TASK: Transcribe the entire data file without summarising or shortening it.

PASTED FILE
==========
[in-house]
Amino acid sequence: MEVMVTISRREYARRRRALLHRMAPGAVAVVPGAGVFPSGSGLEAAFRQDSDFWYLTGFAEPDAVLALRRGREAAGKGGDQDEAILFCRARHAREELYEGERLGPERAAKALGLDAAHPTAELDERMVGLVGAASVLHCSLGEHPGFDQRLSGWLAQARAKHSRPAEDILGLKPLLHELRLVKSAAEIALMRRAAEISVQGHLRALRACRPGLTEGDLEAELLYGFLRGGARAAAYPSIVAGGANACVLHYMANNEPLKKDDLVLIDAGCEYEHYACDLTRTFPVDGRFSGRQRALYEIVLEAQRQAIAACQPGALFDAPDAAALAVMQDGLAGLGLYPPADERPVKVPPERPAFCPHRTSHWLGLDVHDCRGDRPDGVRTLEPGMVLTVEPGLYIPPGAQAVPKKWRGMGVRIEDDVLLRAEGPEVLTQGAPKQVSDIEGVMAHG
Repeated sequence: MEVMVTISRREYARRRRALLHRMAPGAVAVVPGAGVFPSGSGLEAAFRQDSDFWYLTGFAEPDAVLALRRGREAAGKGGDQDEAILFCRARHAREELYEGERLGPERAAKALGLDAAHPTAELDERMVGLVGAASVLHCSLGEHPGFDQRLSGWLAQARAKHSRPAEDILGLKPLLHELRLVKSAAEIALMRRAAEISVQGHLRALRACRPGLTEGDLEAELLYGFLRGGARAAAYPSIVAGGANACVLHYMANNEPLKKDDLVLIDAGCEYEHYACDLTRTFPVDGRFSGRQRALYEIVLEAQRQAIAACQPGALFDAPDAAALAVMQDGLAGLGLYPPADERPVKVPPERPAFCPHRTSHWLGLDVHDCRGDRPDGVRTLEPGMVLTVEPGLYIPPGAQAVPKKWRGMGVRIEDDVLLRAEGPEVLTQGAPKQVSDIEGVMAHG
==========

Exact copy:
[in-house]
Amino acid sequence: MEVMVTISRREYARRRRALLHRMAPGAVAVVPGAGVFPSGSGLEAAFRQDSDFWYLTGFAEPDAVLALRRGREAAGKGGDQDEAILFCRARHAREELYEGERLGPERAAKALGLDAAHPTAELDERMVGLVGAASVLHCSLGEHPGFDQRLSGWLAQARAKHSRPAEDILGLKPLLHELRLVKSAAEIALMRRAAEISVQGHLRALRACRPGLTEGDLEAELLYGFLRGGARAAAYPSIVAGGANACVLHYMANNEPLKKDDLVLIDAGCEYEHYACDLTRTFPVDGRFSGRQRALYEIVLEAQRQAIAACQPGALFDAPDAAALAVMQDGLAGLGLYPPADERPVKVPPERPAFCPHRTSHWLGLDVHDCRGDRPDGVRTLEPGMVLTVEPGLYIPPGAQAVPKKWRGMGVRIEDDVLLRAEGPEVLTQGAPKQVSDIEGVMAHG
Repeated sequence: MEVMVTISRREYARRRRALLHRMAPGAVAVVPGAGVFPSGSGLEAAFRQDSDFWYLTGFAEPDAVLALRRGREAAGKGGDQDEAILFCRARHAREELYEGERLGPERAAKALGLDAAHPTAELDERMVGLVGAASVLHCSLGEHPGFDQRLSGWLAQARAKHSRPAEDILGLKPLLHELRLVKSAAEIALMRRAAEISVQGHLRALRACRPGLTEGDLEAELLYGFLRGGARAAAYPSIVAGGANACVLHYMANNEPLKKDDLVLIDAGCEYEHYACDLTRTFPVDGRFSGRQRALYEIVLEAQRQAIAACQPGALFDAPDAAALAVMQDGLAGLGLYPPADERPVKVPPERPAFCPHRTSHWLGLDVHDCRGDRPDGVRTLEPGMVLTVEPGLYIPPGAQAVPKKWRGMGVRIEDDVLLRAEGPEVLTQGAPKQVSDIEGVMAHG